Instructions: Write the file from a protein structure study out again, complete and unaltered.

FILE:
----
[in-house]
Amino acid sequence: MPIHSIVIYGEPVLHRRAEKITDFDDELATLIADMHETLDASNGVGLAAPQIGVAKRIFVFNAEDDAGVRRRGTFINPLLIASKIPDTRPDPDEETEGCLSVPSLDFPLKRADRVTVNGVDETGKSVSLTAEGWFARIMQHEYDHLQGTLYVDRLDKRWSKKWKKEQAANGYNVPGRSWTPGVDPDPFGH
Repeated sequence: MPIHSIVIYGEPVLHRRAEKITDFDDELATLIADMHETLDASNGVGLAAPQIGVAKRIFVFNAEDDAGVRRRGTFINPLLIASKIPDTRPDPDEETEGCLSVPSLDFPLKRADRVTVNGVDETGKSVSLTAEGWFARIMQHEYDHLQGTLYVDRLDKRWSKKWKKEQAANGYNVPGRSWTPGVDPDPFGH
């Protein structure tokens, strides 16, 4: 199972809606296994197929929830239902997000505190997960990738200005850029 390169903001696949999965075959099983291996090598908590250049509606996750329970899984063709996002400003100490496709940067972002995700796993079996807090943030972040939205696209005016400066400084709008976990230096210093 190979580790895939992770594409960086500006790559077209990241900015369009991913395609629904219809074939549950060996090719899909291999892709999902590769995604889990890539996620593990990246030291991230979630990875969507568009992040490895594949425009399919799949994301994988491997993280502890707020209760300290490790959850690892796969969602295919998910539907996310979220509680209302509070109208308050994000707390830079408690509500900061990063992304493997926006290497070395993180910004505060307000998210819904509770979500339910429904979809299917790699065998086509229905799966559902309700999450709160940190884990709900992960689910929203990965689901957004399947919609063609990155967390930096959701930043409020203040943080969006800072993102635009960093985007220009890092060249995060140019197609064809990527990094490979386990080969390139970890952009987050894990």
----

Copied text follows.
[in-house]
Amino acid sequence: MPIHSIVIYGEPVLHRRAEKITDFDDELATLIADMHETLDASNGVGLAAPQIGVAKRIFVFNAEDDAGVRRRGTFINPLLIASKIPDTRPDPDEETEGCLSVPSLDFPLKRADRVTVNGVDETGKSVSLTAEGWFARIMQHEYDHLQGTLYVDRLDKRWSKKWKKEQAANGYNVPGRSWTPGVDPDPFGH
Repeated sequence: MPIHSIVIYGEPVLHRRAEKITDFDDELATLIADMHETLDASNGVGLAAPQIGVAKRIFVFNAEDDAGVRRRGTFINPLLIASKIPDTRPDPDEETEGCLSVPSLDFPLKRADRVTVNGVDETGKSVSLTAEGWFARIMQHEYDHLQGTLYVDRLDKRWSKKWKKEQAANGYNVPGRSWTPGVDPDPFGH
């Protein structure tokens, strides 16, 4: 199972809606296994197929929830239902997000505190997960990738200005850029 390169903001696949999965075959099983291996090598908590250049509606996750329970899984063709996002400003100490496709940067972002995700796993079996807090943030972040939205696209005016400066400084709008976990230096210093 190979580790895939992770594409960086500006790559077209990241900015369009991913395609629904219809074939549950060996090719899909291999892709999902590769995604889990890539996620593990990246030291991230979630990875969507568009992040490895594949425009399919799949994301994988491997993280502890707020209760300290490790959850690892796969969602295919998910539907996310979220509680209302509070109208308050994000707390830079408690509500900061990063992304493997926006290497070395993180910004505060307000998210819904509770979500339910429904979809299917790699065998086509229905799966559902309700999450709160940190884990709900992960689910929203990965689901957004399947919609063609990155967390930096959701930043409020203040943080969006800072993102635009960093985007220009890092060249995060140019197609064809990527990094490979386990080969390139970890952009987050894990």